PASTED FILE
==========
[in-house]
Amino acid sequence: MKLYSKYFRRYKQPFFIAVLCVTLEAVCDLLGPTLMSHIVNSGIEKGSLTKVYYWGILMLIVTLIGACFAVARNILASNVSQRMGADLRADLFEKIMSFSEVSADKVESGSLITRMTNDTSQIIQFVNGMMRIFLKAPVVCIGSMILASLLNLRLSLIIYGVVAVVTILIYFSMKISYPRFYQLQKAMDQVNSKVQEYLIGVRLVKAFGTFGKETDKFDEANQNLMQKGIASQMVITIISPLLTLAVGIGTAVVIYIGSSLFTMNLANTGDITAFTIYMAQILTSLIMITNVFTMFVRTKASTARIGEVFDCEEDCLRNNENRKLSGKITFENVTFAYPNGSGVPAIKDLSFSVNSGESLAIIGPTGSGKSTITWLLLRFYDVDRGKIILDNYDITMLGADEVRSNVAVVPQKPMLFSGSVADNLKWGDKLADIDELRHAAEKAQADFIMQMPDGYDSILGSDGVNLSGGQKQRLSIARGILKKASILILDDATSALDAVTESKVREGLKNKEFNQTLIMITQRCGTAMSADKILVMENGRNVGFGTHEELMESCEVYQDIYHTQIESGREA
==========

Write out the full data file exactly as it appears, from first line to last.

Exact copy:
[in-house]
Amino acid sequence: MKLYSKYFRRYKQPFFIAVLCVTLEAVCDLLGPTLMSHIVNSGIEKGSLTKVYYWGILMLIVTLIGACFAVARNILASNVSQRMGADLRADLFEKIMSFSEVSADKVESGSLITRMTNDTSQIIQFVNGMMRIFLKAPVVCIGSMILASLLNLRLSLIIYGVVAVVTILIYFSMKISYPRFYQLQKAMDQVNSKVQEYLIGVRLVKAFGTFGKETDKFDEANQNLMQKGIASQMVITIISPLLTLAVGIGTAVVIYIGSSLFTMNLANTGDITAFTIYMAQILTSLIMITNVFTMFVRTKASTARIGEVFDCEEDCLRNNENRKLSGKITFENVTFAYPNGSGVPAIKDLSFSVNSGESLAIIGPTGSGKSTITWLLLRFYDVDRGKIILDNYDITMLGADEVRSNVAVVPQKPMLFSGSVADNLKWGDKLADIDELRHAAEKAQADFIMQMPDGYDSILGSDGVNLSGGQKQRLSIARGILKKASILILDDATSALDAVTESKVREGLKNKEFNQTLIMITQRCGTAMSADKILVMENGRNVGFGTHEELMESCEVYQDIYHTQIESGREA